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Rubble Courts At Tennis’s Syrian Open Present Unique Challenge For Players

GHOUTA, SYRIA—With its uneven, debris-strewn playing surface causing balls to bounce severely and unpredictably, players at this year’s highly anticipated Syrian Open admitted Thursday that the tournament is a serious test for anyone unaccustomed to its notorious rubble courts.

Unlike the perfectly manicured grass, clay, and hard courts at other tennis events, the annual tournament’s heaps of concrete, ash, and mangled steel girders reportedly frustrate first-time competitors and veterans alike, leading to numerous early-round upsets and frequent in-match forfeitures due to lost limbs.

“The Syrian is easily one of the most physically and mentally demanding events on the tour,” said women’s 4-seed Maria Sharapova, noting that it requires incredible effort and concentration to block out the pervasive rotting stench at Ghouta’s All-Syria Club. “It can be infuriating having to run across twenty feet of shattered glass and mortar just to track down a routine drop shot, but, of course, your opponent is dealing with the same thing.”

“There are a lot of little adjustments you have to make while playing here,” Sharapova continued. “The rubble just tends to favor flatter groundstrokes with less topspin, and all the dried blood out there pretty much renders your slice useless. It’s a very tricky surface.”

Describing the jagged detritus around the net as a major obstacle for the serve-and-volley strategy, players told reporters that it often takes several days to become accustomed to the pained wails of distress and intermittent bursts of gunfire issuing from the Syrian Open’s otherwise eerily quiet stands.

“You certainly have to get into a rhythm, evading the live grenades and altering your kick serve so it lands in the service box without hitting any used artillery shells,” said men’s world No. 3 and three-time winner Roger Federer, noting that the tournament is notorious for frequently suspending play due to starved, terrified civilians running across the courts while attempting to flee the country. “The first time I played here, I was so distracted by the explosions and the distraught, crying mothers roaming the grounds, I didn’t even make it out of the second round.”

According to those who have competed in previous years, the event gives a distinct advantage to more agile players who can easily dash around charred husks of destroyed vehicles while adjusting their footwork to avoid triggering the many active landmines littering the court.

While some thrive in the slower, extremely cautious playing style of the rubble courts, the Syrian Open remains incredibly divisive among players. Many have reportedly complained in recent years about the tournament’s strict policy of wearing all-white Kevlar vests during match-play, and several high-profile stars have also publicly demanded that officials install a retractable roof enclosure to shield against the many ballistic missiles landing in and around the courts.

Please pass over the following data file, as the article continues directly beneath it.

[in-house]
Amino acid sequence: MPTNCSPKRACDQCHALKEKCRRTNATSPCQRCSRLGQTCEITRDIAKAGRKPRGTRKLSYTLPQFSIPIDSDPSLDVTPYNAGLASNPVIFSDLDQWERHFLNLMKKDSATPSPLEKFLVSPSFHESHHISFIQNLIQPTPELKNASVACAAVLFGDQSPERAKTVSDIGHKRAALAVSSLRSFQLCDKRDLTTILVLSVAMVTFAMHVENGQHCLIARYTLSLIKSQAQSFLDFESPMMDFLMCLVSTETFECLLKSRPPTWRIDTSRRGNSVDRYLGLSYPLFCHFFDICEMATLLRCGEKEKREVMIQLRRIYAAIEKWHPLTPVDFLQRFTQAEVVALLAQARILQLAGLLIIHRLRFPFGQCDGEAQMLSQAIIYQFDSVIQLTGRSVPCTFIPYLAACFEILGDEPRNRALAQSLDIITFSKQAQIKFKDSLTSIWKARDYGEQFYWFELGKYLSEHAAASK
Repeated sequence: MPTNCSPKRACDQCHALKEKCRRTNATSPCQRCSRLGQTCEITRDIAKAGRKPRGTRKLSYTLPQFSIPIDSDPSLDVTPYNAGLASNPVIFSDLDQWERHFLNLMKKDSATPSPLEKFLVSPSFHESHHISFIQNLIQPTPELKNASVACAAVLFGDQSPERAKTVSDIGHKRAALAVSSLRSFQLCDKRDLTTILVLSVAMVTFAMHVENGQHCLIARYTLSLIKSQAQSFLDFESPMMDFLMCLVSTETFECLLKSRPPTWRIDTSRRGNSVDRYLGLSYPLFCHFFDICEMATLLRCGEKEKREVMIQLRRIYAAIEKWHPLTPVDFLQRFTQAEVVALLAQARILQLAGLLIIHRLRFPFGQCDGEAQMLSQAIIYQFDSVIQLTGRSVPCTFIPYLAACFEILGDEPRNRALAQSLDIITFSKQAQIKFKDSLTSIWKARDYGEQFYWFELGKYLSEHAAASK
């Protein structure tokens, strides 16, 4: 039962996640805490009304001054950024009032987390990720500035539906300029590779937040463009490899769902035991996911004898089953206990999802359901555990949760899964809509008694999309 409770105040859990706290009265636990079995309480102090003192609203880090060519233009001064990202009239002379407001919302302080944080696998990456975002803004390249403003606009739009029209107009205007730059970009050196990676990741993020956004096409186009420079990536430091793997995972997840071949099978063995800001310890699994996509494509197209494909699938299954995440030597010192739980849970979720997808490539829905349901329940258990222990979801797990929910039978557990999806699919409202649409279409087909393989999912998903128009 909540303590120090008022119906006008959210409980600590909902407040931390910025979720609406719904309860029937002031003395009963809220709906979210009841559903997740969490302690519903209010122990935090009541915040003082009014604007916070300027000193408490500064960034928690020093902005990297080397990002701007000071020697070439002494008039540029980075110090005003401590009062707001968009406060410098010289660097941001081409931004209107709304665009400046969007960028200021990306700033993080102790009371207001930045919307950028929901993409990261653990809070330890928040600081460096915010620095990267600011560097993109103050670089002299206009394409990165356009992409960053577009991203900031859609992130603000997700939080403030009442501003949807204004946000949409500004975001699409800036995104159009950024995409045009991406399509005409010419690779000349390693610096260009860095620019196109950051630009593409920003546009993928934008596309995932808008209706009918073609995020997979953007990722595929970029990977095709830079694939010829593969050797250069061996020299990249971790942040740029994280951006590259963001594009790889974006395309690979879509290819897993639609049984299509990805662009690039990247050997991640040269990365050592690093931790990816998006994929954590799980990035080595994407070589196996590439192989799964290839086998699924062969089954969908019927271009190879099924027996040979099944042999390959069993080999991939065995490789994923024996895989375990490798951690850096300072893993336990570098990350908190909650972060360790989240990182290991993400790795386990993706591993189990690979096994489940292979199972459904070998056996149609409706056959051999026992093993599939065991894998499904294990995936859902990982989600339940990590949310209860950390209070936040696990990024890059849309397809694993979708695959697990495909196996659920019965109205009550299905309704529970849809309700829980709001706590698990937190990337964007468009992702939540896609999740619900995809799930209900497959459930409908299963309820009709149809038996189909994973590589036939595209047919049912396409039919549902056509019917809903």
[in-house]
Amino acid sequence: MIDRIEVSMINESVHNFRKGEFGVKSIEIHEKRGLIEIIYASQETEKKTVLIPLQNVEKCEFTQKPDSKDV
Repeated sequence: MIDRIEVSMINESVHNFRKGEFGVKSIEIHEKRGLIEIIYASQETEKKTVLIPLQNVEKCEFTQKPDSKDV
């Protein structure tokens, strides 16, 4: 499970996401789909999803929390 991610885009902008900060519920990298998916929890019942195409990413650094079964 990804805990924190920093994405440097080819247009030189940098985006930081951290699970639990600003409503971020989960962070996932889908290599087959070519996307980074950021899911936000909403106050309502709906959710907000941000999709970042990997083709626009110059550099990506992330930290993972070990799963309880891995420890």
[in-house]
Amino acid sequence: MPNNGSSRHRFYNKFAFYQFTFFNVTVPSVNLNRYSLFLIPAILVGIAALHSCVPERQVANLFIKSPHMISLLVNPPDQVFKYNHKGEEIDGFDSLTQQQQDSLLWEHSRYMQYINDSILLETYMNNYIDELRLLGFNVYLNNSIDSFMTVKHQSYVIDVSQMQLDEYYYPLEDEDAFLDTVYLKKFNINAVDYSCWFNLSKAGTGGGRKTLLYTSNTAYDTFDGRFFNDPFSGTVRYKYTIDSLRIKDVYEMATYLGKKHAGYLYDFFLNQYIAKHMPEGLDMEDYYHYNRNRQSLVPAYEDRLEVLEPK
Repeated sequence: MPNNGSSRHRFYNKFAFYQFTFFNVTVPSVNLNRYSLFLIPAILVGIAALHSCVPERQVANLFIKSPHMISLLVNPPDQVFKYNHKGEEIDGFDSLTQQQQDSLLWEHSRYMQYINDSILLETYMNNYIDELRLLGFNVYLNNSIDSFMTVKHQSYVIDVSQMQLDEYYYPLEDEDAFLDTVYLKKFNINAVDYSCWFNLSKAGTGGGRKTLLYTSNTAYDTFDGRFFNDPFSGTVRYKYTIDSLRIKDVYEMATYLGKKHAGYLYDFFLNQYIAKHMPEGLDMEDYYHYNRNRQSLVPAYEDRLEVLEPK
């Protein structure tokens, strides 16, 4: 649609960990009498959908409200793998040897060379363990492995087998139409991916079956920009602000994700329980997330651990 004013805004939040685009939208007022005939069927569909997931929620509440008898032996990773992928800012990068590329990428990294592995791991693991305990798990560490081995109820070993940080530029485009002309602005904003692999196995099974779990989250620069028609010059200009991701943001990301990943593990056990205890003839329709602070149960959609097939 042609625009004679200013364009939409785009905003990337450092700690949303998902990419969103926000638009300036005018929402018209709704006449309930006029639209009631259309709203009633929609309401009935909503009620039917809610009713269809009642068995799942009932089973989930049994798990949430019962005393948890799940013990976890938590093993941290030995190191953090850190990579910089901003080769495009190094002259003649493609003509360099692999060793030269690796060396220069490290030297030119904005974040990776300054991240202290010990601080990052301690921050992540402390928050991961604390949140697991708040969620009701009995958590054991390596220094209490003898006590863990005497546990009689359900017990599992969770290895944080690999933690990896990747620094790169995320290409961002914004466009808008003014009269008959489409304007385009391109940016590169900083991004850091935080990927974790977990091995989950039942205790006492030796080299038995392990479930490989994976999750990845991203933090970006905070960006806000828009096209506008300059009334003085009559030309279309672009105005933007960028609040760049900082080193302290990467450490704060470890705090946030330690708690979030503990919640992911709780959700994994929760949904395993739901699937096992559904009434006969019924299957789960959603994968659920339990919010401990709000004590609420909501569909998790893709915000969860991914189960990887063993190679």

“People always talk about the difficult surface and the sarin gas hanging in the air, but I love it here,” said defending champion Tomas Berdych, who won last year after all four quarterfinalists in the opposite half of the draw withdrew with shrapnel injuries. “The way I see it, you can either get annoyed at the tattered, sagging nets and decomposing human bodies, or you can embrace them.”

“Novak [Djokovic] is the real master on rubble,” added Berdych. “He just has a knack for knowing exactly when to take cover from detonating pipe bombs, and it’s amazing to watch him move so quickly across the smoldering ground and then fire a pinpoint forehand to within an inch of the severed body part he’s aiming for. Beating him in the final after he was hit by crossfire between warring rebel groups was one of the highlights of my career.”

Though the Syrian Open offers very limited access to food and clean water, and has not featured a functional scoreboard since 2011, players said the event still attracts competitors from across the world seeking to prove themselves and take home the highly coveted silver car bomb.

“Once you get past the fact that there’s no security personnel, no clubhouse, and no safe shelter for miles, you settle into a groove,” said women’s top seed Li Na. “You can’t let it get into your head when gangs of armed men keep kidnapping the ball boys or the chair umpire is blown away by a barrel bomb dropped from a helicopter—you just play through that stuff.”

“That’s just the unique atmosphere of the Syrian,” Li added. “It’s become part of the tradition here.”

As with last year’s event, Syrian president Bashar al-Assad is expected to attend the men’s final Sunday and will be seated with his wife in box seats just above the centre court mass graves.

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